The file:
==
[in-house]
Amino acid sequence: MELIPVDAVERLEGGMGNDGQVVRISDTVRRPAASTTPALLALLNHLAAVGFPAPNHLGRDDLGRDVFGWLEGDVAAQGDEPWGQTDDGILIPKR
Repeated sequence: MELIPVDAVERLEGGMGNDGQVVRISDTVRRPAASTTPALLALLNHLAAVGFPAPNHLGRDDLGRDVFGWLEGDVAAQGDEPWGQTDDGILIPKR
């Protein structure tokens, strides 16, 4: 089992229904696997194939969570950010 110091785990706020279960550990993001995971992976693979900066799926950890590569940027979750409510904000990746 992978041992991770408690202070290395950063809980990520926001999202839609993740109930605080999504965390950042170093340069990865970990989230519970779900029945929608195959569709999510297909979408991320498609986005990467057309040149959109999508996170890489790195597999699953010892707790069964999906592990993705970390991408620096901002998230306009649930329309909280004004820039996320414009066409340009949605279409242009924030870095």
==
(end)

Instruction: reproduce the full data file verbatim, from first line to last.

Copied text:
[in-house]
Amino acid sequence: MELIPVDAVERLEGGMGNDGQVVRISDTVRRPAASTTPALLALLNHLAAVGFPAPNHLGRDDLGRDVFGWLEGDVAAQGDEPWGQTDDGILIPKR
Repeated sequence: MELIPVDAVERLEGGMGNDGQVVRISDTVRRPAASTTPALLALLNHLAAVGFPAPNHLGRDDLGRDVFGWLEGDVAAQGDEPWGQTDDGILIPKR
């Protein structure tokens, strides 16, 4: 089992229904696997194939969570950010 110091785990706020279960550990993001995971992976693979900066799926950890590569940027979750409510904000990746 992978041992991770408690202070290395950063809980990520926001999202839609993740109930605080999504965390950042170093340069990865970990989230519970779900029945929608195959569709999510297909979408991320498609986005990467057309040149959109999508996170890489790195597999699953010892707790069964999906592990993705970390991408620096901002998230306009649930329309909280004004820039996320414009066409340009949605279409242009924030870095």